Attend a screening of the Masterworks of the German Horror Cinema as part of the Year of Germany Film Series. This special showing will be Oct. 25, at 3 p.m., in the Library Media Room.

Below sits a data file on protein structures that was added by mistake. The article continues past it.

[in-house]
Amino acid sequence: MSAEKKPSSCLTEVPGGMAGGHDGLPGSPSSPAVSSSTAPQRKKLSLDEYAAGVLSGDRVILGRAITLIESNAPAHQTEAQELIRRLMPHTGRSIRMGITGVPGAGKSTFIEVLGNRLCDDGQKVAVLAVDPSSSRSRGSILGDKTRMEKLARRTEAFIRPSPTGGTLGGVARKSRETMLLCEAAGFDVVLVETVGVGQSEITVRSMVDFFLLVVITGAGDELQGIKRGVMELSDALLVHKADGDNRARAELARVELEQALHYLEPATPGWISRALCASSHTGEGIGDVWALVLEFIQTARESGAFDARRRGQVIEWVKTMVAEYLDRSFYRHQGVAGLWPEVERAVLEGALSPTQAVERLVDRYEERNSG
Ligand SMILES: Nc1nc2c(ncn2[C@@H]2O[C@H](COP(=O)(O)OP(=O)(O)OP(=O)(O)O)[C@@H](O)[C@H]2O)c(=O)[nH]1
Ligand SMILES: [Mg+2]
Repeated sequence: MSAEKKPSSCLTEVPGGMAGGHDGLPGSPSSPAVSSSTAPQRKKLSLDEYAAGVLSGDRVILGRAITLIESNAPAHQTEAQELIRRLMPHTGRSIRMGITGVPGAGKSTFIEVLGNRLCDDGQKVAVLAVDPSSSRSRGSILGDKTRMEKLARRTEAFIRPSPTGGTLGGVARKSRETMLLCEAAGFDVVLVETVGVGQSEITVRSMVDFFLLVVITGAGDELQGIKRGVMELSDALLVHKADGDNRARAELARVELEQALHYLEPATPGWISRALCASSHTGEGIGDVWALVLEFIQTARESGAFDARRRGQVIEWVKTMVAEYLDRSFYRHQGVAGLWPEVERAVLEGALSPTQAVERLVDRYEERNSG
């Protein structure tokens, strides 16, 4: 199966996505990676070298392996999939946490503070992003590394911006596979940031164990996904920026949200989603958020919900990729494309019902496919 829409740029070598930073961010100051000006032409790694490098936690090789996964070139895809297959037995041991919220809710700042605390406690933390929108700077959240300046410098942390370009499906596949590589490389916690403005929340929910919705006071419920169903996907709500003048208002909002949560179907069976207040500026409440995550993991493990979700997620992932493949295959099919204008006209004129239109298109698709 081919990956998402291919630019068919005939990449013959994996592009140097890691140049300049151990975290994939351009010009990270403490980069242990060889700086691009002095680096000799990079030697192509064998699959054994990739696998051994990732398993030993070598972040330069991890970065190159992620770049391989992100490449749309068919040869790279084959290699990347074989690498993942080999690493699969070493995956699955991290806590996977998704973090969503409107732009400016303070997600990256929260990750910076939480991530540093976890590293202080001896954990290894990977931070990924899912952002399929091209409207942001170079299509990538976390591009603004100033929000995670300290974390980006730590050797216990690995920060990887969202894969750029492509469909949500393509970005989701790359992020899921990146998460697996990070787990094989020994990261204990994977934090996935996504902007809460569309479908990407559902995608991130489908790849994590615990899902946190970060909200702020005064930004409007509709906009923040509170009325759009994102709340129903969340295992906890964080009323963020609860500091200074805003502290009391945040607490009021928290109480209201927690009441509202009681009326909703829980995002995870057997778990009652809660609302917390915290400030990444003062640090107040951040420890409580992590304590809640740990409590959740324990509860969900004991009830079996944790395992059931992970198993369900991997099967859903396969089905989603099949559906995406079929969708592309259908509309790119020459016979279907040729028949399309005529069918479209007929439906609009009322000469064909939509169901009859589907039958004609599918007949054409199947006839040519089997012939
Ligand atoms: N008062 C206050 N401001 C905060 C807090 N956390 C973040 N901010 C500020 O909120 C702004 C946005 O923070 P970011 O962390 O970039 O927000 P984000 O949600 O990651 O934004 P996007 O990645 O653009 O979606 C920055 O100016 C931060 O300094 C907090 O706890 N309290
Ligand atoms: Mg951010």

Three seminal works in one package make this an ideal choice for film buffs and horror fans. The Masterworks of the German Horror Cinema contains three influential masterpieces from the early 1920s: The Golem, The Cabinet of Dr. Caligari, and Nosferatu. All three films are excellent, and their influence on later works, most notably Frankenstein, is clear. Nosferatu, directly plagiarized from Bram Stoker's Dracula, is by far the scariest of the three. Max Schreck's bizarre, creepy performance as the vampire is still surprisingly effective. The Golem is a retelling of the Jewish legend of a rabbi who dabbles in the black arts to protect the inhabitants of the ghetto. He makes a man of clay and brings him to life, with dire results. Though all three have gorgeous images, The Cabinet of Dr. Caligari, the tale of a mysterious mesmerist, is the most interesting as a prime example of German expressionism. The swooping, distorted sets are brilliantly nightmarish. The three silent films are best enjoyed with the volume turned all the way down. While The Golem is presented in silence, by far the most satisfying option, the music soundtrack tacked onto Caligari is unnecessary at best, and the score Nosferatu has been saddled with is absolutely dunderheaded. Bonus material includes stills and poster art from all three films and a clip from the lost film Genuine: A Tale of a Vampire. –Ali Davis
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